• down to work at 4 a.m. to do the morning shift on KSJN in a basement studio on Wabasha and then a storefront on Sixth Street, the house where I lived next to Luther Seminary and the backyard parties with musicians that inspired A Prairie Home Companion at Macalester College, the dramatic leap to home ownership on Cathedral Hill in St. Paul, where I’ve lived most of the last 20 years, where you drive up from I-94 past Masqueray’s magnificent cathedral, whose great dome and towers and arches give you a momentary illusion of Europe, and up Summit and the mansions of 19th-century grandees and pooh-bahs in a ward that votes about 85 percent Democratic today.
  • Pride goeth before a fall, so deprecate yourself before others do the job for you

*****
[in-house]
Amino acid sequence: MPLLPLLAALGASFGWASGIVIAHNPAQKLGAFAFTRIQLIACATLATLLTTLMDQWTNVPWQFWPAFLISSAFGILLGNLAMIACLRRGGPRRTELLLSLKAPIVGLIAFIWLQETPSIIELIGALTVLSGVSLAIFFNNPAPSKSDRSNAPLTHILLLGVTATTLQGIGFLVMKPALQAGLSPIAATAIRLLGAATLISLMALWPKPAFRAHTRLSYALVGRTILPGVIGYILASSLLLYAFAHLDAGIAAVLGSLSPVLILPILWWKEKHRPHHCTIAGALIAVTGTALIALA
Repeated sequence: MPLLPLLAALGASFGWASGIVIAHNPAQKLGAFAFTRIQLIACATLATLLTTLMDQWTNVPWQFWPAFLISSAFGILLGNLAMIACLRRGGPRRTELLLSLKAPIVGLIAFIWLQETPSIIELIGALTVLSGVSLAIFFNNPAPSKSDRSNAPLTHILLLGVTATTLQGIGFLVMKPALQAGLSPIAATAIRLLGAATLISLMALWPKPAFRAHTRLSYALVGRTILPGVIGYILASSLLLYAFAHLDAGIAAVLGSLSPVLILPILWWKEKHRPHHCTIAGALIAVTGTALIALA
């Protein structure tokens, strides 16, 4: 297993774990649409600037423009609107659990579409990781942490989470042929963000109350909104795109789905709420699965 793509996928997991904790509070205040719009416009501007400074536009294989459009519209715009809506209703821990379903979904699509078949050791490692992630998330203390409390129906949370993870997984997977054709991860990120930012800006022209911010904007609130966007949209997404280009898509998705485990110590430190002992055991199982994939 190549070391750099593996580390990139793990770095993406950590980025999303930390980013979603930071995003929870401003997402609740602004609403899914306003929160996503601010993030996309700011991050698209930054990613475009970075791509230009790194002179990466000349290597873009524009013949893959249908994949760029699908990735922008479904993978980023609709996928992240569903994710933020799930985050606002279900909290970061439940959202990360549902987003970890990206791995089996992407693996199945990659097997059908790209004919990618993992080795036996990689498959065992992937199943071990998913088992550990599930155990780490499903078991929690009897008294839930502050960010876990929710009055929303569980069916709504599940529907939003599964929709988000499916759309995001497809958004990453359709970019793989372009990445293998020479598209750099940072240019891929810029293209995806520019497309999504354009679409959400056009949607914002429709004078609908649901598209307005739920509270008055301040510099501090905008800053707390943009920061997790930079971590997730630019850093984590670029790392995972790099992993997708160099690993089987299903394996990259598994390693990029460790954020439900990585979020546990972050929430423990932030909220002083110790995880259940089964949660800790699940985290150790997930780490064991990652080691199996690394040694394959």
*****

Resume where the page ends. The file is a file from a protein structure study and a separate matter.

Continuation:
• I drive down Seventh Street to a Twins game and pass the old Dayton’s department store (Macy’s now but still Dayton’s to me), where in my poverty days I shoplifted an unabridged dictionary the size of a suitcase, and 50 years later I still feel the terror of walking out the door with it under my jacket, and I imagine the cops arresting my 20-year-old self and what 30 days in the slammer might’ve done for me
  • She was a suicide 28 years ago, drowned with rocks in her pockets, and I still love her and am not over her death, nor do I expect ever to be.
  • “There’s no point in a bunch of rubberneckers standing around gawking.”
  • That’ll be the day, when you say goodbye / oh, that’ll be the day, when you make me cry,”
  • She says, “Tell me a funny story”—my daughter who never had to fight for a seat. I say, “So ... there were these two penguins standing on an ice floe,” and she says, “Tell the truth,” so I say, “I like your ponytail. You know, years ago I wore my hair in a ponytail. Not a big ponytail. A little one. I had a beard too.” And she looks at me. “A ponytail? Are you joking?